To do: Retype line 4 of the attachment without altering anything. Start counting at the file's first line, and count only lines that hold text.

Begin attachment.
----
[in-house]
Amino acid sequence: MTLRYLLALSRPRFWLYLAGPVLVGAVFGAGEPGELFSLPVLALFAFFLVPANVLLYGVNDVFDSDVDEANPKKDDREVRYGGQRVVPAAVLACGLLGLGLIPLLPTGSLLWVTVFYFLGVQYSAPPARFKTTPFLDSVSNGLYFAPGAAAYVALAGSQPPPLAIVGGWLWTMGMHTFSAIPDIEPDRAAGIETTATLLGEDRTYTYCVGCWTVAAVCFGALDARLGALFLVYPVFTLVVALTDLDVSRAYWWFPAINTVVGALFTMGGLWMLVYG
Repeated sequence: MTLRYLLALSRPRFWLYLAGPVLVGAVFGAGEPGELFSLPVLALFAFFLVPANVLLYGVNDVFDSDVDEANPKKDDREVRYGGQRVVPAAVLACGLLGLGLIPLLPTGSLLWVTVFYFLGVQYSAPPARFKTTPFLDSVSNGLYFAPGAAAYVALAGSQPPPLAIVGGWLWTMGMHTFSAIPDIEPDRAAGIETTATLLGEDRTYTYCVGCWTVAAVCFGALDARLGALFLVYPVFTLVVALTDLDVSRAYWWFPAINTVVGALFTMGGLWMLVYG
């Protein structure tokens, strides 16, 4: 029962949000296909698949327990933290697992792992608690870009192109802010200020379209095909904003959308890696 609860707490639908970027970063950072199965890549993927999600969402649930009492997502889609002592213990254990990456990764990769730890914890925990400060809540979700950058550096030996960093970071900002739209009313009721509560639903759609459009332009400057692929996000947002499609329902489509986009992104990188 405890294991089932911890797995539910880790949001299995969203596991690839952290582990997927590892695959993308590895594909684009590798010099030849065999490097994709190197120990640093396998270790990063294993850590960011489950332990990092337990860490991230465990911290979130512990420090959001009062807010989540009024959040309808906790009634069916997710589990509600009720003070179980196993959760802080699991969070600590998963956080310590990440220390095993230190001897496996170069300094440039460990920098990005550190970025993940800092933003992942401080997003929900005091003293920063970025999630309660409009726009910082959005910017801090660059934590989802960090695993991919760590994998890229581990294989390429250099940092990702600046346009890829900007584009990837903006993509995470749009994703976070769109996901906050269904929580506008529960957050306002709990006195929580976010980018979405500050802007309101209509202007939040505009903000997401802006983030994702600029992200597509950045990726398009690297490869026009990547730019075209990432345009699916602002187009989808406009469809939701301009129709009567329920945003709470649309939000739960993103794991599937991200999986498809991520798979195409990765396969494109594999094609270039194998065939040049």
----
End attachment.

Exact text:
């Protein structure tokens, strides 16, 4: 029962949000296909698949327990933290697992792992608690870009192109802010200020379209095909904003959308890696 609860707490639908970027970063950072199965890549993927999600969402649930009492997502889609002592213990254990990456990764990769730890914890925990400060809540979700950058550096030996960093970071900002739209009313009721509560639903759609459009332009400057692929996000947002499609329902489509986009992104990188 405890294991089932911890797995539910880790949001299995969203596991690839952290582990997927590892695959993308590895594909684009590798010099030849065999490097994709190197120990640093396998270790990063294993850590960011489950332990990092337990860490991230465990911290979130512990420090959001009062807010989540009024959040309808906790009634069916997710589990509600009720003070179980196993959760802080699991969070600590998963956080310590990440220390095993230190001897496996170069300094440039460990920098990005550190970025993940800092933003992942401080997003929900005091003293920063970025999630309660409009726009910082959005910017801090660059934590989802960090695993991919760590994998890229581990294989390429250099940092990702600046346009890829900007584009990837903006993509995470749009994703976070769109996901906050269904929580506008529960957050306002709990006195929580976010980018979405500050802007309101209509202007939040505009903000997401802006983030994702600029992200597509950045990726398009690297490869026009990547730019075209990432345009699916602002187009989808406009469809939701301009129709009567329920945003709470649309939000739960993103794991599937991200999986498809991520798979195409990765396969494109594999094609270039194998065939040049």